Algeria Angola Benin
Botswana Burkina Faso
Central African Republic
DR of Congo (DRC) Djibouti
Egypt Ethiopia Eritrea
Ivory Coast Kenya Lesotho
Liberia Libya Madagascar Malawi
Mauritius Morocco Mozambique Namibia Nigeria Niger
Republic of Congo(RC)
Sao Tome & Principe
Senegal Sierra Leone
South Africa Sudan Swaziland
Tunisia Uganda Zambia Zimbabwe
Helping Indian companies do business with Africa
INDIA : India’s Trade with the African Region notched US$ 38.96 Billion in the year 2009-10 (DGCI&S provisional figures) constituting 8.37% share in India’s total trade. Trade with the region has grown at a CAGR of 18.10% from US$ 4.48 Billion in 1996-97.
AFRICA : 54 Countries, 1 billion people, US$ 1.01 Billion of trade. Imports worth US$ 468 billion include Mineral Fuels, Oils, Machinery, Vehicles including Boats, Ships, Aircrafts, Electronics & Electricals, Iron & Steel & Articles thereof, Cereals, Plastics, Pharmaceuticals, etc.
Top 20 product groups imported by select African countries ............. [More].
Principle Economic Sectors of Ghana
Ghana is well endowed with natural resources. Gold-cocoa production and individual remittances, are major sources of foreign exchange. The domestic economy still revolves around sectors like agriculture and accounts for about 35% of GDP and employs about 55% of the work force, mainly small landholders. Ghana has signed a Millennium Challenge Corporation (MCC) Compact in 2006, which aims to assist in transforming Ghana's agricultural sector. The country opted for debt relief under the Heavily Indebted Poor Country (HIPC) program in 2002, and is also benefiting from the Multilateral Debt Relief Initiative that took effect in 2006. The priorities under the Growth and Poverty Reduction Strategy, which also provides the framework for development partner assistance, are: macroeconomic stability, private sector competitiveness, human resource development and good governance and civic responsibility. Sound macro-economic management along with high prices for gold and cocoa helped sustain GDP growth in 2008.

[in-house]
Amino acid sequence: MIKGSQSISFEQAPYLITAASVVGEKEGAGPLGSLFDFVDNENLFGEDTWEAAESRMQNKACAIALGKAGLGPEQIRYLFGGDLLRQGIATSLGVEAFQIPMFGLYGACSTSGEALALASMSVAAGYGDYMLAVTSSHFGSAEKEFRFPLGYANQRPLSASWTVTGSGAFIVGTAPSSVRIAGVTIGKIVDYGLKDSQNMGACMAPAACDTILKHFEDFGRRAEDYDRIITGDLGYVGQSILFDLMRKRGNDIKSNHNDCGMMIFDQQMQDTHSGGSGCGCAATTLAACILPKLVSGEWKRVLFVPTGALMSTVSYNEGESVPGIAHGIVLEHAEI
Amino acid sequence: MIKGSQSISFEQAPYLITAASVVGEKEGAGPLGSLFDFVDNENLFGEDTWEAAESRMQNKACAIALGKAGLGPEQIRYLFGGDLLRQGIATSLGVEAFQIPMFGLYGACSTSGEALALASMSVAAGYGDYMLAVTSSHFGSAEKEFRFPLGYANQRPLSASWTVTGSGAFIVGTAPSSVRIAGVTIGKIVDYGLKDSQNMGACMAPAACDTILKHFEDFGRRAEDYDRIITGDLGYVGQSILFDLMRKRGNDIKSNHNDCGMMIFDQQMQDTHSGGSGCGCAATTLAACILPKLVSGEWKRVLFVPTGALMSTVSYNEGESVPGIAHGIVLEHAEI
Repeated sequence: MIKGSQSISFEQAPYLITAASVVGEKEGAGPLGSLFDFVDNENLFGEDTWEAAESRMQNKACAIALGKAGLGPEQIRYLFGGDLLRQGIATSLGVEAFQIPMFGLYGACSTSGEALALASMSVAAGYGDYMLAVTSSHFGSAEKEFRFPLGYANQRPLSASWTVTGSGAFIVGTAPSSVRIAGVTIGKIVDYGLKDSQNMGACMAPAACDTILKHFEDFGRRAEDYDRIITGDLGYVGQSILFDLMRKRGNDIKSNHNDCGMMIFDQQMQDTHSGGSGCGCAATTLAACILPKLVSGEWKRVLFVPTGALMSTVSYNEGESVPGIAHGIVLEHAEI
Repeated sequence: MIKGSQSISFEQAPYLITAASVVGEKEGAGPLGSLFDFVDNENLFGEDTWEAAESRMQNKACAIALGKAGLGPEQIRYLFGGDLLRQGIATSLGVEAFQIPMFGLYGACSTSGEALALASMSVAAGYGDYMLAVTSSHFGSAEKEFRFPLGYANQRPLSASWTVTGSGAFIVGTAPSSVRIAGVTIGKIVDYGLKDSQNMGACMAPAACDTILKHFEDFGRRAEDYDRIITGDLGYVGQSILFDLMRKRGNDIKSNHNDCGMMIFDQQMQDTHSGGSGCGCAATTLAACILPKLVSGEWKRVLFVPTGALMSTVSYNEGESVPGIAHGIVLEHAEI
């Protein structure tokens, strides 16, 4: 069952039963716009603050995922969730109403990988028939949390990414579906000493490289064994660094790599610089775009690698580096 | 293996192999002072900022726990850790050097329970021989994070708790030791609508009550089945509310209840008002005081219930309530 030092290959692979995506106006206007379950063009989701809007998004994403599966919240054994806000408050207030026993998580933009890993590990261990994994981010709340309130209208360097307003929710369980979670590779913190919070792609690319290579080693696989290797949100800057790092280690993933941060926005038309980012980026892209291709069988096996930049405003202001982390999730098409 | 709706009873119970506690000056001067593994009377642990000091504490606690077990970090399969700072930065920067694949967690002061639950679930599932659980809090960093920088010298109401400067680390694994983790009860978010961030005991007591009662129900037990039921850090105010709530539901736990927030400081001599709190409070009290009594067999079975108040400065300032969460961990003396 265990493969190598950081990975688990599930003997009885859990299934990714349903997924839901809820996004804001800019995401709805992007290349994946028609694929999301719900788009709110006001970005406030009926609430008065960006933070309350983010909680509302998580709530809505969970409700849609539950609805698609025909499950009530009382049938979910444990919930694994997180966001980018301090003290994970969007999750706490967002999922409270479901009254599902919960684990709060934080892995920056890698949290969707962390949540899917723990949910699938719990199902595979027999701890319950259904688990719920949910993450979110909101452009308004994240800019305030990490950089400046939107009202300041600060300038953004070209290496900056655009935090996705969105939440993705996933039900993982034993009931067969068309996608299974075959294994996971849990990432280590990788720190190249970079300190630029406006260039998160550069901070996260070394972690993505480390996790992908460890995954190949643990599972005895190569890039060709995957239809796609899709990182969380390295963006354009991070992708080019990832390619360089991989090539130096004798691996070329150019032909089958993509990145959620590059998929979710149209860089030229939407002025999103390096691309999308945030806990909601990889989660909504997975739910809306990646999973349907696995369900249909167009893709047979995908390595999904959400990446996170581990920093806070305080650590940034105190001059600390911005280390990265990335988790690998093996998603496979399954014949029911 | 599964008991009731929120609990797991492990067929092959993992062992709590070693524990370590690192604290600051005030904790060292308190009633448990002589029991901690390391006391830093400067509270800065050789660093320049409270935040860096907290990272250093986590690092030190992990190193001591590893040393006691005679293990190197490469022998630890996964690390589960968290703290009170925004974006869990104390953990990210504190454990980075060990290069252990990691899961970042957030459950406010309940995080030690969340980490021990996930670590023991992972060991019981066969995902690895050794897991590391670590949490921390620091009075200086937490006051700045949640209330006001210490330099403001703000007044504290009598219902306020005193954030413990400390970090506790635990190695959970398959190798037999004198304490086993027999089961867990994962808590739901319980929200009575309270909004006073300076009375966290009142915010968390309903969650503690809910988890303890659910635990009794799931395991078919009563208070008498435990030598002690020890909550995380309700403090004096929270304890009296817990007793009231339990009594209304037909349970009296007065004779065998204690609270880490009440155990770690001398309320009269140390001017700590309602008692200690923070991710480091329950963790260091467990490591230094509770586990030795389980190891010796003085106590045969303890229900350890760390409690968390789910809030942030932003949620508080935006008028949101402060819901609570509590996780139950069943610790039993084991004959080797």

Agriculture is the considered as the backbone of Ghana’s economy accounting for about 40 percent of the country’s gross domestic product, employing 60-70 percent of the labour force and generating more than 55 percent of the foreign exchange earnings.